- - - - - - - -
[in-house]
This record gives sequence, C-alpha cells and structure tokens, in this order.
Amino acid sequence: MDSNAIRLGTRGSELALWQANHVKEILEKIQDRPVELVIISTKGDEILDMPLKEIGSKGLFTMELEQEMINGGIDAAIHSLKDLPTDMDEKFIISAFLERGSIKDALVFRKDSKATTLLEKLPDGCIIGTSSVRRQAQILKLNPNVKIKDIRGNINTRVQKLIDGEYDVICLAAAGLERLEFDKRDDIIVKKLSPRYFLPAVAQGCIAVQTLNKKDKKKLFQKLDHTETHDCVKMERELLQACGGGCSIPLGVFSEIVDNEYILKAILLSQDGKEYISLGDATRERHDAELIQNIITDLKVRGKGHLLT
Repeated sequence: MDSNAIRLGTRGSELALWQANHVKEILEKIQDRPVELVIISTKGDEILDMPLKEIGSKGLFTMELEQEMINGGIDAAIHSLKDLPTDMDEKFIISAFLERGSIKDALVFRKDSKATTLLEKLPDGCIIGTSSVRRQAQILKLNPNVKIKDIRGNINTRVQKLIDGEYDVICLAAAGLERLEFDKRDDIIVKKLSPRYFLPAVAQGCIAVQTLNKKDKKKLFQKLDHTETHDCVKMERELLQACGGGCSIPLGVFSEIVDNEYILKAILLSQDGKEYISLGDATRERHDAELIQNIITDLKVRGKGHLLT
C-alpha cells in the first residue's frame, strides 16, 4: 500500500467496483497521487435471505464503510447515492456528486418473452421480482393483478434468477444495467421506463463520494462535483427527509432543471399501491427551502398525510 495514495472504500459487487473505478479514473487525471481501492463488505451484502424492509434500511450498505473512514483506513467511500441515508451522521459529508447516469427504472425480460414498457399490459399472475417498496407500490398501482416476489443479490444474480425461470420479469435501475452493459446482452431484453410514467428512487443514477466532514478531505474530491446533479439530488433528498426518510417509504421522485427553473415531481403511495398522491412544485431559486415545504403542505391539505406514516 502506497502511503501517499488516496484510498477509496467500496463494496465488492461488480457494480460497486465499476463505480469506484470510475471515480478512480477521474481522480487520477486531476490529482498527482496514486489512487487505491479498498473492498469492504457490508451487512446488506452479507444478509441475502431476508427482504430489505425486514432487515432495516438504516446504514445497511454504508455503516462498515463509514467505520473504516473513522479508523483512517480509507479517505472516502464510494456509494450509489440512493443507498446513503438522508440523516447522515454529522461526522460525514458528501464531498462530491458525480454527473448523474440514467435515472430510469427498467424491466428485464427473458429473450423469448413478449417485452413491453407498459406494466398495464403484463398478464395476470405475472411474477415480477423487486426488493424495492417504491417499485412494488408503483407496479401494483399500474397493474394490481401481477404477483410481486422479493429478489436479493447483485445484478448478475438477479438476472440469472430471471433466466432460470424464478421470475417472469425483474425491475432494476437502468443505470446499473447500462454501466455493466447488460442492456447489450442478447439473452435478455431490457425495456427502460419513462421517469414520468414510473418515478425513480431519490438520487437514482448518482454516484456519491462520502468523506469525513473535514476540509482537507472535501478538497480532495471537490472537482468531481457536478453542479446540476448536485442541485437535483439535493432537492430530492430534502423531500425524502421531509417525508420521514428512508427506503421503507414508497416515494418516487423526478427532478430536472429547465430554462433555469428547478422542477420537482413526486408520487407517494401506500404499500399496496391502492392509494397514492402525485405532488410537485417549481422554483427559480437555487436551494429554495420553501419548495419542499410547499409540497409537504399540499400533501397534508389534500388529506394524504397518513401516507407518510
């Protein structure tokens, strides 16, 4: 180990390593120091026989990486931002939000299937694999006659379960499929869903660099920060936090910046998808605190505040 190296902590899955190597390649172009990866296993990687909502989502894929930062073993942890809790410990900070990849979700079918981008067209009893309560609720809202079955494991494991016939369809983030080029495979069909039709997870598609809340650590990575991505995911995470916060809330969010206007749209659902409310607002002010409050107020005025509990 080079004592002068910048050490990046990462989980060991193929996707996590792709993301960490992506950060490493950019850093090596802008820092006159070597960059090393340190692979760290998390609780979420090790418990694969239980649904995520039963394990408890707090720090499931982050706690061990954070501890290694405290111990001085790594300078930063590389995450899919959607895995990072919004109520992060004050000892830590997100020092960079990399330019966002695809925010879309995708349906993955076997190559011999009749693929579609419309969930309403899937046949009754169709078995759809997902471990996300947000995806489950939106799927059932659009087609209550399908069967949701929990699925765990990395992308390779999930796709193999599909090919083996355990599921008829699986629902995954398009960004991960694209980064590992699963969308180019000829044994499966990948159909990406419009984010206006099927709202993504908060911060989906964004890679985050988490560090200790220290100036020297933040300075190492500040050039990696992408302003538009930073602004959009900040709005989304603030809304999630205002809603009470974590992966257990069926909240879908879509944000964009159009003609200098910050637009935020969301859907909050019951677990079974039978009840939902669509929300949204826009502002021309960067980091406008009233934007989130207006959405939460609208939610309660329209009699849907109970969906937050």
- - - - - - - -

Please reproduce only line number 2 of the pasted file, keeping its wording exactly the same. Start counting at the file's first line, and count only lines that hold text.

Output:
This record gives sequence, C-alpha cells and structure tokens, in this order.